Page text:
Even though he was “conscripted” by the U.S. Army at the time his singing career just started taking off, has Elvis Presley ever did secret espionage work in behalf of the U.S. government?
By: Ringo Bones
Back during the time when America still has the draft, Elvis Presley – the newly crowned king of rock ‘n’ roll – was “conscripted” into the U.S. Army back in 1958, at a time when his singing career has just started taking off to a stratospheric rise that made him RCA’s biggest cash cow at the time. As RCA faced an 18-month hiatus by the then greatest cash cow in their stable, Elvis’ then manager – the old carny who called himself Colonel Tom Parker – managed to wrangle a two-month draft deferment before Elvis was shipped off to Freiburg in the then West Germany as a Jeep mechanic after completing basic training in Texas. Given the relative ease of his manager managed to get a two-month U.S. Army draft deferment, many wondered if Elvis Presley has powerful friends in the Pentagon, or even in Washington D.C.; but the very idea of Elvis doing secret espionage work in behalf of the U. S. government using his “lowly” position as a Jeep mechanic in a U.S. Army base in Freiburg just a short hop away from the Sudetenland and thus spy into the Iron Curtain at the time of rising tensions in the Cold War?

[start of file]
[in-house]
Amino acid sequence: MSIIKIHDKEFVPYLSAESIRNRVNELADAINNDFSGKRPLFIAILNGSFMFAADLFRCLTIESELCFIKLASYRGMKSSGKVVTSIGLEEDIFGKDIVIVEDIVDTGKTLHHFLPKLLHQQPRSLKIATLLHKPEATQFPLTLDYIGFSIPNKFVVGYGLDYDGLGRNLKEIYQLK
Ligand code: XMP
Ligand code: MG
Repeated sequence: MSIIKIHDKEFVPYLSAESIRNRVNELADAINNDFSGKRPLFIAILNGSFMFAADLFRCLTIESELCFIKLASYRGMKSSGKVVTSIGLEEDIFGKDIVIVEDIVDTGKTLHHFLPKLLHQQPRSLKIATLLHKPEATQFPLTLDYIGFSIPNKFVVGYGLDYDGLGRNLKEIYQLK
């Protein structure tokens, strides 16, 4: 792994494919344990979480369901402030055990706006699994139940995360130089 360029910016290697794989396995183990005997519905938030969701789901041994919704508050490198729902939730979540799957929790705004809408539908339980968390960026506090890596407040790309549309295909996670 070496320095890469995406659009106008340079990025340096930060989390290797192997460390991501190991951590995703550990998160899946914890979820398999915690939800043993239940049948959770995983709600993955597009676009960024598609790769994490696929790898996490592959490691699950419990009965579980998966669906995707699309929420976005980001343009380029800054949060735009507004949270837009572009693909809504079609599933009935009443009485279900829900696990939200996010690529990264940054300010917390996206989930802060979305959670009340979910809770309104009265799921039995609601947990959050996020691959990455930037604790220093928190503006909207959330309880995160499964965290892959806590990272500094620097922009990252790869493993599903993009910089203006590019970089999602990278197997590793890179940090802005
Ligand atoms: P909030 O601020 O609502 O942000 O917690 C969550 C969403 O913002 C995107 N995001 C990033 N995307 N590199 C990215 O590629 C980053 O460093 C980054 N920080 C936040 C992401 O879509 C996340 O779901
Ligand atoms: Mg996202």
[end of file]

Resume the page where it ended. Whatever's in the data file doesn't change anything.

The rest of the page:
Though the very idea was “lampooned” in the 1984 comedy film Top Secret!, where Val Kilmer played an Elvis like pop sensation named Nick Rivers who inadvertently wound up doing espionage work in behalf of the U.S. government behind the Iron Curtain using his music stardom as cover. Given Hollywood’s intimate involvement in some of the U.S. government’s secret covert operations during the 20th Century – i.e. the 2012 movie Argo where a science fiction filming crew was used as a cover to rescue U.S. embassy personnel in Iran that were trapped during the 1979 Iranian Islamic Revolution with the help of the Canadian government. The “Argo” operation led by C.I.A.’s master-of-disguise Tony Mendez was only declassified back in 1998 in order for then U.S. President Bill Clinton to commend the main players involved in the top secret operation.
Even though no light-hearted or serious movie has ever been made yet about Elvis Presley’s secret espionage mission in the Sudetenland, one could probably be made as soon as the U.S. government feels safe to declassify dossiers pertaining to the operation. Would the movie be titled “Elvis in the Sudetenland”?